Media hacks and clueless liberals

Yesterday I sent around this 89-second video of the White House press corps acting like infants with loaded diapers: The dumbest questions asked at Coronavirus press briefings | SUPERcuts! #757:



I included a liberal relative on the distribution.

She wrote back: But Trump doesn't say anything dumb, Paul?

To which I responded today:

You fail to grasp basic realities of the last four years. From the current article, Will Pandemic Finally Unleash the American Populist Revolution?, by Robert Merry, April 8, 2020:

This is an inherently unstable political environment. As Mead points out, "Populism arises when establishment leadership fails." And we certainly see strong strains of populism in the politics of both Trump and Sanders. While populist sentiments are an inevitable and probably necessary strain of politics in times of voter despair and indignation, they can also generate characteristics of civic meanness and radicalism.

At the same time, the inevitable resolve of the national elites to counter the populist challenge and retain power can spawn irresponsible and even dangerous actions on the part of the powerful. Since Trump's inauguration, national Democrats have "tried to stop his presidency from functioning," writes the Wall Street Journal's Daniel Henninger, who adds that this "irrefutably was the goal of the Russia collusion narrative, its attendant Mueller investigation and then the impeachment."

These projects "inflamed the normal workings of our politics," with the president's adversaries attacking relentlessly and Trump counterattacking in his distinctively ugly style. Henninger paints a picture of a baleful political syndrome in which politicians of both parties know they have entered a poisonous and malign environment but can' break out of it because it has become addictive. "Every issue," writes Henninger, "now defaults to the same petty level."

Emphasis added.

I think you have zero awareness that we've been living through the greatest political scandal in American history -- a repeated, attempted coup d'etat (what I've boldfaced above). Here's from the Washington Post, minutes after Trump was sworn in:

The campaign to impeach President Trump has begun
By Matea Gold. January 20, 2017:

The effort to impeach President Donald John Trump is already underway.

At the moment the new commander in chief was sworn in, a campaign to build public support for his impeachment went live at, spearheaded by two liberal advocacy groups aiming to lay the groundwork for his eventual ejection from the White House.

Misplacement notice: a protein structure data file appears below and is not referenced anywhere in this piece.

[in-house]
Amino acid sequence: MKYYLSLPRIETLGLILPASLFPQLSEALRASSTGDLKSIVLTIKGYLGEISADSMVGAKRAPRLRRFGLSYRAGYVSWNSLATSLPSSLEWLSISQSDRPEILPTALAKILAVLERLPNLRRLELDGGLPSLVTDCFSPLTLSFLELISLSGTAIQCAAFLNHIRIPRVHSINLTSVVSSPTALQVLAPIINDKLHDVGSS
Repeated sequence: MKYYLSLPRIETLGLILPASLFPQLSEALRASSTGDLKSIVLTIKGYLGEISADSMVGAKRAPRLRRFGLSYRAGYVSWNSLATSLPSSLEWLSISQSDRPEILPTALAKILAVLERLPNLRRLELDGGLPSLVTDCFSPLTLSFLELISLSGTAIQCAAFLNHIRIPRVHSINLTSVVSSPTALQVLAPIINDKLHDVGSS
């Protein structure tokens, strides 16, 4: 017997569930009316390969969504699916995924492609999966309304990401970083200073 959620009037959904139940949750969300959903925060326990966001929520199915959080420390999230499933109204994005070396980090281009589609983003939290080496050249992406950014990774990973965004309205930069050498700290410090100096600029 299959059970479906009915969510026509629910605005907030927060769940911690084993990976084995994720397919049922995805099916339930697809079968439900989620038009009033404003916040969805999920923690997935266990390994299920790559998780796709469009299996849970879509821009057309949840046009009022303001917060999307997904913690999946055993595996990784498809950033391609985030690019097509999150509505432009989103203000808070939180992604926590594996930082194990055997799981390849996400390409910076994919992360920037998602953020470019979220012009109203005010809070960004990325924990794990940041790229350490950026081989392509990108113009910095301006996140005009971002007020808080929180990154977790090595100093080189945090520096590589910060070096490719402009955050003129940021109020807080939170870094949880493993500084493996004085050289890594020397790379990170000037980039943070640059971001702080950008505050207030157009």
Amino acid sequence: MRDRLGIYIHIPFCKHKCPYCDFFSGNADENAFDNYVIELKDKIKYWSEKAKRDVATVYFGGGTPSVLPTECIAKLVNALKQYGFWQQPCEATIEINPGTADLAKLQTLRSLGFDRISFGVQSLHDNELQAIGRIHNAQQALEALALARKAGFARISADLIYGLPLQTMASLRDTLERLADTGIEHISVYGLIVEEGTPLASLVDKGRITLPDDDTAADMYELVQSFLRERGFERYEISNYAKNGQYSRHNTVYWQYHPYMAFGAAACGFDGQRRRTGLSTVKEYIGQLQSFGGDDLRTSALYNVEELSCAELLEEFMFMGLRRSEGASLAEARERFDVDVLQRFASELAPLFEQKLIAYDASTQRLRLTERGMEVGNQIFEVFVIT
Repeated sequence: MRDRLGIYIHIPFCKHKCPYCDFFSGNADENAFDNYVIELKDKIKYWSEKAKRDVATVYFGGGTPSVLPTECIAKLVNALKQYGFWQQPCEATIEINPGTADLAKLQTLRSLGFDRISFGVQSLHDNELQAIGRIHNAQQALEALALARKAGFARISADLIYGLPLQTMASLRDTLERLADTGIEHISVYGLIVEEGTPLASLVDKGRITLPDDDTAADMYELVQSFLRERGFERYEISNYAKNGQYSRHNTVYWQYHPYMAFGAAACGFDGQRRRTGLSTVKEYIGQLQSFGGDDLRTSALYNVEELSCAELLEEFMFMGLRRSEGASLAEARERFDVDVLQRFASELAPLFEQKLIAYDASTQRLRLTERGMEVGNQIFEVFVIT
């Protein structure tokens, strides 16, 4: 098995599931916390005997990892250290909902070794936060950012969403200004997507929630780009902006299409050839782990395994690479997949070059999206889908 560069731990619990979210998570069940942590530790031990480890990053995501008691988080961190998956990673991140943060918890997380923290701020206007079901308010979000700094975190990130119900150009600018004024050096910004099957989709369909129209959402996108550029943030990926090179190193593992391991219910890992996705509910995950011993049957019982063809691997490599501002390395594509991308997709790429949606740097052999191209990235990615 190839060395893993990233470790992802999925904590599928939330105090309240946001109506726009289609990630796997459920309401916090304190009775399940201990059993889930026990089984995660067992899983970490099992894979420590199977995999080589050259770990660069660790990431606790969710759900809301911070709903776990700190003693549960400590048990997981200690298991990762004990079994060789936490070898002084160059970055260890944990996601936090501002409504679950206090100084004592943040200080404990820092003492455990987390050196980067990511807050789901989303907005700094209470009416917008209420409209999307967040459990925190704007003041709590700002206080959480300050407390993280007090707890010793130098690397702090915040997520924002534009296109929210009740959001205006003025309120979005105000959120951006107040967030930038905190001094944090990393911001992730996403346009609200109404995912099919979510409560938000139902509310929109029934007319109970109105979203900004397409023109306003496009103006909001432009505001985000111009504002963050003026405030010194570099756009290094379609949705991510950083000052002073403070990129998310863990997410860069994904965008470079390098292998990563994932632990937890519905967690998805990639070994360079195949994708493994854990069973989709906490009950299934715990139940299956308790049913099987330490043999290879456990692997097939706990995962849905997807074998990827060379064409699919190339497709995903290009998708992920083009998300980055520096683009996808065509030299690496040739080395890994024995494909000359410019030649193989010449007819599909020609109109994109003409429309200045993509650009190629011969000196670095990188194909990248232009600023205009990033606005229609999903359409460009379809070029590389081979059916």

You've heard about the 100-day "honeymoon" new presidents get. This guy didn't get 10 minutes.

You apparently also fail to grasp the utter indecency this man has been subject to. Obama did a huge number of scandalous things in office, many of them fully warranting impeachment. (I've sent you my own list -- which I wrote down out of my head -- and there's lots more.) But the media were completely in the tank for him, so you never heard anything about Obama's outrages because they're whom you rely upon. Nevertheless, the information is available.

There's a 1995 novel Airframe by the late Michael Crichton (author of Jurassic Park and many others) from which I transcribed the following:

Walking away from [reporter Jack Rogers], she realized she was exhausted by the effort of the interview. Talking to a reporter these days was like a deadly chess match; you had to think several steps ahead; you had to imagine all the possible ways a reporter might distort your statement. The atmosphere was relentlessly adversarial.

It hadn't always been that way. There was a time when reporters wanted information, their questions directed to an underlying event. They wanted an accurate picture of a situation, and to do that they had to make the effort to see things your way, to understand how you were thinking about it. They might not agree with you in the end, but it was a matter of pride that they could accurately state your view, before rejecting it. The interviewing process was not very personal, because the focus was on the event they were trying to understand.

But now reporters came to the story with the [lede] fixed in their minds; they saw their job as proving what they already knew. They didn't want information so much as evidence of villainy. In this mode, they were openly skeptical of your point of view, since they assumed you were just being evasive. They proceeded from a presumption of universal guilt, in an atmosphere of muted [mutual? – PN] hostility and suspicion. This new mode was intensely personal: they wanted to trip you up, to catch you in a small error, or in a foolish statement -- or just a phrase that could be taken out of context and made to look silly or insensitive.

Because the focus was so personal, the reporters asked continuously for personal speculations. Do you think an event will be damaging? Do you think the company will suffer? Such speculation had been irrelevant to the earlier generation of reporters, who focused on the underlying events. Modern journalism was intensely subjective — "interpretive" — and speculation was its lifeblood. But she found it exhausting.

And Jack Rogers, she thought, was one of the better ones. The print reporters were all better. It was the television reporters you really had to watch out for. They were the really dangerous ones.

That's wonderfully applicable to those White House "reporters" (actually Democrat political operatives with bylines).

So, yes, Trump's said some dumb things. But who wouldn't under such ceaseless pounding?


HORRIBLE! CBS Hack Paula Reid LOSES IT – ATTACKS and SMEARS President Trump – HIJACKS PRESSER – What a TOTAL DISGRACE! (VIDEO), Gateway Pundit, April 13, 2020.

A CBS reporter screeches at Trump – but she’s wrong about her facts, by Andrea Widburg, American Thinker, April 14, 2020.